How will A321XLR longhaul travel compare to golden age 707 flying?

The success of the Airbus A321XLR at the Paris Air Show led to an interesting dialogue among industry watchers and even a particular airline CEO on whether the trend towards longhaul flight on single-aisle aircraft would be comfortable.

Aviation journalist John Ostrower of The Air Current pointed out that single-aisle longhaul is nothing new. In fact, passengers already fly long distances on single-aisle aircraft, and did so in the heyday of the Pan Am Boeing 707.

Other industry observers countered that this is an apples to oranges comparison. Flying during the “Golden Age” was different, they argued, with today’s conditions viewed as less comfortable.

But will that be the case for the Airbus A321XLR?

Speaking to Runway Girl Network, Airbus vice president cabin marketing Ingo Wuggetzer said the Airspace cabin in the A321LR and A321XLR can deliver a longhaul cabin environment that is comparable to today’s modern twin-aisle planes.

“We have really brought this to a different level,” he said. “It really looks like a long range [aircraft] and it has the long-range experience.”

Even as they board, he told RGN, passengers will get a sense of long-haul ambiance with the overhead dome light at the entrance and the customizable lighting that runs along the cabin ceiling.

Wuggetzer cited the uniquely shaped panels of the Airspace cabin, which create more room on the sides and overhead. Moreover, the width afforded by the Airspace design will allow airlines to install the same seats fitted on twin-aisle longhaul planes.

The Airbus executive said passengers might expect 18”-plus-wide seats in economy, and fully lie-flat seats in a premium cabin.

While airlines make the final decision on cabin configuration, Wuggetzer said there may be as many as three, or even four, cabin classes on longhaul flights.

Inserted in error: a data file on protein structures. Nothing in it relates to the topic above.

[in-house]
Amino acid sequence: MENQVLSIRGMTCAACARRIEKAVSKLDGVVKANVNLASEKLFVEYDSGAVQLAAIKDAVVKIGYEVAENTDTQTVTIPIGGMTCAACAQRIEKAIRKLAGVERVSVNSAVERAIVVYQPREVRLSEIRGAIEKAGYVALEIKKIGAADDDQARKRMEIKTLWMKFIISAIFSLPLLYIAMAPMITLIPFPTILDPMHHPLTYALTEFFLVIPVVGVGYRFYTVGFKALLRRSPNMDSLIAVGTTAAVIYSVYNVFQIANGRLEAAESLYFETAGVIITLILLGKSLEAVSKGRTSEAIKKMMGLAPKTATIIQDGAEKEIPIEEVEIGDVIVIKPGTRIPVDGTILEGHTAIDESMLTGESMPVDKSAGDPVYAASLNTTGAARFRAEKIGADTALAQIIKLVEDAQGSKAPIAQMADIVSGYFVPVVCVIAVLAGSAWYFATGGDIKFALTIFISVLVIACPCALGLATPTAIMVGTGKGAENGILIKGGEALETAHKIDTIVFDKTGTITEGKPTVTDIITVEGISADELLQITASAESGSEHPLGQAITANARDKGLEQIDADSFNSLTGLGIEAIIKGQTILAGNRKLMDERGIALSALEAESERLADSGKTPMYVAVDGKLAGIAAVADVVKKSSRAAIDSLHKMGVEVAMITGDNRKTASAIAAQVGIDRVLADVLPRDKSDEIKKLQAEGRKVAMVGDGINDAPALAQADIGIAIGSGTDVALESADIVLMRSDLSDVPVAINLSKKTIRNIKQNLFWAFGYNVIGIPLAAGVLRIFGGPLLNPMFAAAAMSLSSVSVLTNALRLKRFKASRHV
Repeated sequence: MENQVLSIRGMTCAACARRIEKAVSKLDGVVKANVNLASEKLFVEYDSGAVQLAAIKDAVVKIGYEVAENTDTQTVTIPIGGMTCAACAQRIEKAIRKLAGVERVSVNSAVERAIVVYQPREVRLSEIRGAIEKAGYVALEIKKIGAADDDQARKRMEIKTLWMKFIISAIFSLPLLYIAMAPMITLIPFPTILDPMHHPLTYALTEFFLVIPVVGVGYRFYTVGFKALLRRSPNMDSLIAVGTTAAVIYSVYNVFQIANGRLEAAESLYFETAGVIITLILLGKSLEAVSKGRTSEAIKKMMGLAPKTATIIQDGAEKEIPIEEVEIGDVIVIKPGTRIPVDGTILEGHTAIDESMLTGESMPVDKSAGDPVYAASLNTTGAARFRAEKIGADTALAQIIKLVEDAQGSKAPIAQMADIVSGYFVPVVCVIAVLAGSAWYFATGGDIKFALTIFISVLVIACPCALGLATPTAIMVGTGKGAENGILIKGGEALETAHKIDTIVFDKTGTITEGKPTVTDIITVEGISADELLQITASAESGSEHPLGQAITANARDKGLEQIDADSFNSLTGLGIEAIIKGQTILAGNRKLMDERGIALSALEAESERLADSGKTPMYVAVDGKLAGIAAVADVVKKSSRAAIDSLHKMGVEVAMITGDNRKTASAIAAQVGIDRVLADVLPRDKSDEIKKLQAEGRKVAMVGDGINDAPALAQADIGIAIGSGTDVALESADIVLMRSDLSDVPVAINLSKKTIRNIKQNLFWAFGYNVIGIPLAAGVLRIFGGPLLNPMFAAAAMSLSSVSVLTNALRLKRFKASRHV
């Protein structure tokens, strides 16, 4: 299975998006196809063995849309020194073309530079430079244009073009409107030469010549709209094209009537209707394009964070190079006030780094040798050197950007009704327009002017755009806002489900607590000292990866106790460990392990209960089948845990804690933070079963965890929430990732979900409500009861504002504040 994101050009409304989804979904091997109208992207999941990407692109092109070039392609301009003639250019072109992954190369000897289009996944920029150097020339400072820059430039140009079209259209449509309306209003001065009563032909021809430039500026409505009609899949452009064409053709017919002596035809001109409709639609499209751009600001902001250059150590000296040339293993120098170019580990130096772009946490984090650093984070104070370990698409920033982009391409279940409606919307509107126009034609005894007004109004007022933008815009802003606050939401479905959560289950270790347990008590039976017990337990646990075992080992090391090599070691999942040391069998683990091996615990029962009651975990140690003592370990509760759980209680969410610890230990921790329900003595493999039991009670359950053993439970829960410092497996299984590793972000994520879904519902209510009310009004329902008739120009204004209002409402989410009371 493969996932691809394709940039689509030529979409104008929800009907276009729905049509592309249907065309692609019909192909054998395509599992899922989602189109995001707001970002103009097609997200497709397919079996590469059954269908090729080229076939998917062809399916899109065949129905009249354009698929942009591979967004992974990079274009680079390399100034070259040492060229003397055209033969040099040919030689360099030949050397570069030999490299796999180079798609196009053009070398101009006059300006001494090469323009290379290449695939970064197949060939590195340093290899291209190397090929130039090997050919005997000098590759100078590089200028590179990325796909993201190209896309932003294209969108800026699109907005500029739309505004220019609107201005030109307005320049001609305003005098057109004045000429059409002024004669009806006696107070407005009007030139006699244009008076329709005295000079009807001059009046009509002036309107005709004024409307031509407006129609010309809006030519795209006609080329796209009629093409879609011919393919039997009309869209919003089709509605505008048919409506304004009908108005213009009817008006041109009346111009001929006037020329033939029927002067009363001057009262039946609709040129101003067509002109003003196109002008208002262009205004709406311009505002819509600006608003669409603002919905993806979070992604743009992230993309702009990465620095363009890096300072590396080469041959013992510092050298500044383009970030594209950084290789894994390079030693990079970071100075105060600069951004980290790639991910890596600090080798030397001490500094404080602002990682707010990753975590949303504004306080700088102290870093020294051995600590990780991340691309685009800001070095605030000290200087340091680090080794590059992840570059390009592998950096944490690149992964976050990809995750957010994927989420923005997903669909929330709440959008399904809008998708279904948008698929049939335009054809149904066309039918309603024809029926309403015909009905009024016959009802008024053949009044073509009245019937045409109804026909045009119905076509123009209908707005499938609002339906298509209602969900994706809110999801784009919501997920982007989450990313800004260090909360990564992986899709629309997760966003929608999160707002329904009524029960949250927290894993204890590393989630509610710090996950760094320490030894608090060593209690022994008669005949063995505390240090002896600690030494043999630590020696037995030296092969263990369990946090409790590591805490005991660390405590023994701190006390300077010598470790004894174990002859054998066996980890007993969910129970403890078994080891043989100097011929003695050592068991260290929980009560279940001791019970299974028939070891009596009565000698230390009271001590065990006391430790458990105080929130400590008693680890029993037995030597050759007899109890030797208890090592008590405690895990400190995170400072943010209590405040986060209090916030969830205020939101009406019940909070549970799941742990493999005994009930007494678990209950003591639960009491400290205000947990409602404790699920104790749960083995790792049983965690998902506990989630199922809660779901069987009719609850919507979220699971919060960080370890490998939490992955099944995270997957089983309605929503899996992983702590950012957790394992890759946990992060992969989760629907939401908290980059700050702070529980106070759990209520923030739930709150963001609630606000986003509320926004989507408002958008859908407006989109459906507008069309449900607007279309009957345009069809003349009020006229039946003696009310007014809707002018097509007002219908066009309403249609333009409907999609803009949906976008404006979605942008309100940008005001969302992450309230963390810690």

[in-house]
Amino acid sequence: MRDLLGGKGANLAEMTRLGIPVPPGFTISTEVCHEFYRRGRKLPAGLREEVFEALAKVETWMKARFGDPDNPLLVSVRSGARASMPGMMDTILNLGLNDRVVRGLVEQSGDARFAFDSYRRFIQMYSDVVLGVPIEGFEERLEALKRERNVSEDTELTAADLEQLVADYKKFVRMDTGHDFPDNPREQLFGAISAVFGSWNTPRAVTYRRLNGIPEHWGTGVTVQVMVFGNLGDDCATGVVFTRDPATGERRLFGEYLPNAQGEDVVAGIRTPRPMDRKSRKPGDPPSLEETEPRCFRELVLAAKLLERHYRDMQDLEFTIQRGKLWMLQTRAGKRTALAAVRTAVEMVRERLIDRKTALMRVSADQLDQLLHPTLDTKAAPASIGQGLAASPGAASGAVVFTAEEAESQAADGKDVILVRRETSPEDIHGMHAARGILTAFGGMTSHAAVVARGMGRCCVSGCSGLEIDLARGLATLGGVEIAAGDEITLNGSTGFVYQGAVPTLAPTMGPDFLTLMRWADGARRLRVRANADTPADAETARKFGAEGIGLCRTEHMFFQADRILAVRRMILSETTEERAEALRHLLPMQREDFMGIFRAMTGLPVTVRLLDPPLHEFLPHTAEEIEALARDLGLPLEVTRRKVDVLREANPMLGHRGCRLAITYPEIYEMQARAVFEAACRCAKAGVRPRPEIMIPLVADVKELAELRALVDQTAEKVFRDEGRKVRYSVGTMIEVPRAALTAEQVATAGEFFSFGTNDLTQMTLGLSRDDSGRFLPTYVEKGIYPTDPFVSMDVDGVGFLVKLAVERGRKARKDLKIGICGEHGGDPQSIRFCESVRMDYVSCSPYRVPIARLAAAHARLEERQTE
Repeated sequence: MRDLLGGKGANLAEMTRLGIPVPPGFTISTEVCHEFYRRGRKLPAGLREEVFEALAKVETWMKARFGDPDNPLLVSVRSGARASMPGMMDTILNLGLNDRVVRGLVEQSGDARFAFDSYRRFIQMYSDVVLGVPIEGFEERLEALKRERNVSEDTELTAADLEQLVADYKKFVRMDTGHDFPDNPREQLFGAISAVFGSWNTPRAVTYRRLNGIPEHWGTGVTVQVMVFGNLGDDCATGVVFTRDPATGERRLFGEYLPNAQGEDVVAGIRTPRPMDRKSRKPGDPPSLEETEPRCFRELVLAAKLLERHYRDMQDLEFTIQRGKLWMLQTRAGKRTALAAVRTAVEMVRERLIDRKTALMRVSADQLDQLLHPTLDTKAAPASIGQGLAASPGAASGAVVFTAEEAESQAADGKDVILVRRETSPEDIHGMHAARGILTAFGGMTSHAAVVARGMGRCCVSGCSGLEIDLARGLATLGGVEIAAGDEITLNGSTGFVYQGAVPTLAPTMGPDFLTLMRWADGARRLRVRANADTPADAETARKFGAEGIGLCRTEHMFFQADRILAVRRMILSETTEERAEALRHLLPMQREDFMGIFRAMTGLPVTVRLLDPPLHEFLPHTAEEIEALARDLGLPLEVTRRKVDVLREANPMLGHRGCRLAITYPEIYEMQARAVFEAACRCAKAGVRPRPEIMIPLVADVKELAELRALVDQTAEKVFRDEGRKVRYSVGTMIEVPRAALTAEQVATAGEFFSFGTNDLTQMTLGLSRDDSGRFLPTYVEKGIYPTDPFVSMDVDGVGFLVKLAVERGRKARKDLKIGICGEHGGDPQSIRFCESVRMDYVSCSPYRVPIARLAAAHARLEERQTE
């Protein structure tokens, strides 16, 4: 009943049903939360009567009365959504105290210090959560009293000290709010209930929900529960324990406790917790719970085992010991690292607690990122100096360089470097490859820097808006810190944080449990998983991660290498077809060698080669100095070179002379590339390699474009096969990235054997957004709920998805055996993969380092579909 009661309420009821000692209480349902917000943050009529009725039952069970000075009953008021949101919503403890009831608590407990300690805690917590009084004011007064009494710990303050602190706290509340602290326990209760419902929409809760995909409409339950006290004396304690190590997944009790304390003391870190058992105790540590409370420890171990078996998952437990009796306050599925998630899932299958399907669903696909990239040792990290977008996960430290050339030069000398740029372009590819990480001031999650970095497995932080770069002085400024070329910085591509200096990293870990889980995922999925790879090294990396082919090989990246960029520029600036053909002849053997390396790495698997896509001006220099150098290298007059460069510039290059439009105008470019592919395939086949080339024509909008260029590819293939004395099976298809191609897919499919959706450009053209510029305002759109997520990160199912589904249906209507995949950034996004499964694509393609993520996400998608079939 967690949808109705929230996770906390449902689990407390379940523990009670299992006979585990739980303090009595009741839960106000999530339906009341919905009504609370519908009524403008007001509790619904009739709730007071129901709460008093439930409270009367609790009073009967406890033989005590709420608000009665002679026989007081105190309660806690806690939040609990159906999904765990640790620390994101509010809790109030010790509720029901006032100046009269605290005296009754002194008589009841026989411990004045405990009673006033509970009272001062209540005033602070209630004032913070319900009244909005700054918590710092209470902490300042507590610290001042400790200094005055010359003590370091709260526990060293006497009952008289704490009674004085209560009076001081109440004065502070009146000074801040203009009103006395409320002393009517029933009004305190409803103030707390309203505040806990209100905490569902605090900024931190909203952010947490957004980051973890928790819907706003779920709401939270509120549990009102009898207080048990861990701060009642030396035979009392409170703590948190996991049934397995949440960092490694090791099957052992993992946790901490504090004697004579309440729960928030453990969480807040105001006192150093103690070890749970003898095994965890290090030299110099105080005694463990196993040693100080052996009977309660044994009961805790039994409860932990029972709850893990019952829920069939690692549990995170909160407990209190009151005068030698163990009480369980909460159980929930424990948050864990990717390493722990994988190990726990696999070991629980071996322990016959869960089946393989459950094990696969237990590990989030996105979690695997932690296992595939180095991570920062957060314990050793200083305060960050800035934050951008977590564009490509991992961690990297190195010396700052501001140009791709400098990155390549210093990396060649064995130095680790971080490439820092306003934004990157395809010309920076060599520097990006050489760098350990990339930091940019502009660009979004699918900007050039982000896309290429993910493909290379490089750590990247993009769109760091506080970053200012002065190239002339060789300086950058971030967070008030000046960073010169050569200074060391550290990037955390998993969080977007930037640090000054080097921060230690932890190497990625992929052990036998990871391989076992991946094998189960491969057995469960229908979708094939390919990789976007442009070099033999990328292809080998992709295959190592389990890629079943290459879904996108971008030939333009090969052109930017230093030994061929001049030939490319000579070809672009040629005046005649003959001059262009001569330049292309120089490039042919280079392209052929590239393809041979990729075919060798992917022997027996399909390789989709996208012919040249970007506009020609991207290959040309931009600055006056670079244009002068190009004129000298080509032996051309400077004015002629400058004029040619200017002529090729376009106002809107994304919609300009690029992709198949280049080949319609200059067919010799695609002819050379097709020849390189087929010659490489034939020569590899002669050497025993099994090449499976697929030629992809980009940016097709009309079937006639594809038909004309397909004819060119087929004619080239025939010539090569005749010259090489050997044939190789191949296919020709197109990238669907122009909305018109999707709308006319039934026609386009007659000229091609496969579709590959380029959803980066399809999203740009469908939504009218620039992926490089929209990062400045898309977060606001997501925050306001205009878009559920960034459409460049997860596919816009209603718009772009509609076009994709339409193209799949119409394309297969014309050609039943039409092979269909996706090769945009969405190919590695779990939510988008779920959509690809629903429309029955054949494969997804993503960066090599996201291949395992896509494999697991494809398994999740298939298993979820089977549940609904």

For comparison purposes, your writer went down a rabbit hole and found Boeing specs for the 707 including mixed-class configurations for international service. They show six passengers across in economy, with seat widths of 16.5” at the window and aisle, and 17.6” in the middle seat. The first class cabin was four-across with 20”-wide seats.

Two seats in every tourist class seat triple were 16.5″ in width on the 707. Image: Boeing

Seat pitch on the 707 was generous at 34” in economy and 40” in first class. These days, a tight seat pitch is a big comfort issue for many passengers. But this is where three- to four-cabin classes – including a true premium economy product – could make a difference on the A321XLR. Today’s premium economy product is superior to anything available in first class on the 707.

“We see quite a demand for premium classes,” Wuggetzer said. “We see it happening already today with JetBlue, for instance, and American Airlines that the premium cabins are fully booked. This demand might decrease the number of seats on board…it’s really driven by passenger demand.”


The 707 dominated air travel in the 1960s. Image: Boeing

There are other structural advantages to the A321XLR with an Airspace cabin compared to the Boeing 707 jetliner.

“The XL Airspace bins will give passengers [a] better boarding experience because they have more than enough space for their luggage, which is easier than checking luggage in,” Wuggetzer noted.

The early 707s only had static shelving to store soft products like hats, coats, blankets and pillows. Anything heavier would have been a hazard in turbulence.